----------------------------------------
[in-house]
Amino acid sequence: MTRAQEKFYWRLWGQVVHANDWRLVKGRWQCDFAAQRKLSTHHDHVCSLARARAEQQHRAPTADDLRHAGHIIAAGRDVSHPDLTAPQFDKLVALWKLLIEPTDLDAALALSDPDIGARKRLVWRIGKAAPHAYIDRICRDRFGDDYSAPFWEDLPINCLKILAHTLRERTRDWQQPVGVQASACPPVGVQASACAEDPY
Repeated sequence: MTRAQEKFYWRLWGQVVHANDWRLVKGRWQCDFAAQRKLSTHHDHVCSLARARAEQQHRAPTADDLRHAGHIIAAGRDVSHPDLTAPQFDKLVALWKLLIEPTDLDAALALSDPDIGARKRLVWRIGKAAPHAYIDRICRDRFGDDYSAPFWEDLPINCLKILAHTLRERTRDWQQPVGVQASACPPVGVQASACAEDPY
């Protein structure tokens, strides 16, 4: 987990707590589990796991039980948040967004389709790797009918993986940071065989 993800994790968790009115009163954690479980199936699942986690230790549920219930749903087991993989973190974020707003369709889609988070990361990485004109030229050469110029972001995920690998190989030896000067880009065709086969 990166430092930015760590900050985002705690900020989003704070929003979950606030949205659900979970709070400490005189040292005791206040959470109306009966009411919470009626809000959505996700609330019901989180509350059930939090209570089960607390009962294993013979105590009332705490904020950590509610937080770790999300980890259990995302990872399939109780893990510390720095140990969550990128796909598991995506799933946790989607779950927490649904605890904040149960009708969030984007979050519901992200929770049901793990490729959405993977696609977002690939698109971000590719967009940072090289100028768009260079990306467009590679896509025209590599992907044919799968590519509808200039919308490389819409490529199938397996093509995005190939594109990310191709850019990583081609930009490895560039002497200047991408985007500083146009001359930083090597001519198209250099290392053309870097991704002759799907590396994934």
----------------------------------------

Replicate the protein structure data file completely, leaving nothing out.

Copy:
[in-house]
Amino acid sequence: MTRAQEKFYWRLWGQVVHANDWRLVKGRWQCDFAAQRKLSTHHDHVCSLARARAEQQHRAPTADDLRHAGHIIAAGRDVSHPDLTAPQFDKLVALWKLLIEPTDLDAALALSDPDIGARKRLVWRIGKAAPHAYIDRICRDRFGDDYSAPFWEDLPINCLKILAHTLRERTRDWQQPVGVQASACPPVGVQASACAEDPY
Repeated sequence: MTRAQEKFYWRLWGQVVHANDWRLVKGRWQCDFAAQRKLSTHHDHVCSLARARAEQQHRAPTADDLRHAGHIIAAGRDVSHPDLTAPQFDKLVALWKLLIEPTDLDAALALSDPDIGARKRLVWRIGKAAPHAYIDRICRDRFGDDYSAPFWEDLPINCLKILAHTLRERTRDWQQPVGVQASACPPVGVQASACAEDPY
């Protein structure tokens, strides 16, 4: 987990707590589990796991039980948040967004389709790797009918993986940071065989 993800994790968790009115009163954690479980199936699942986690230790549920219930749903087991993989973190974020707003369709889609988070990361990485004109030229050469110029972001995920690998190989030896000067880009065709086969 990166430092930015760590900050985002705690900020989003704070929003979950606030949205659900979970709070400490005189040292005791206040959470109306009966009411919470009626809000959505996700609330019901989180509350059930939090209570089960607390009962294993013979105590009332705490904020950590509610937080770790999300980890259990995302990872399939109780893990510390720095140990969550990128796909598991995506799933946790989607779950927490649904605890904040149960009708969030984007979050519901992200929770049901793990490729959405993977696609977002690939698109971000590719967009940072090289100028768009260079990306467009590679896509025209590599992907044919799968590519509808200039919308490389819409490529199938397996093509995005190939594109990310191709850019990583081609930009490895560039002497200047991408985007500083146009001359930083090597001519198209250099290392053309870097991704002759799907590396994934």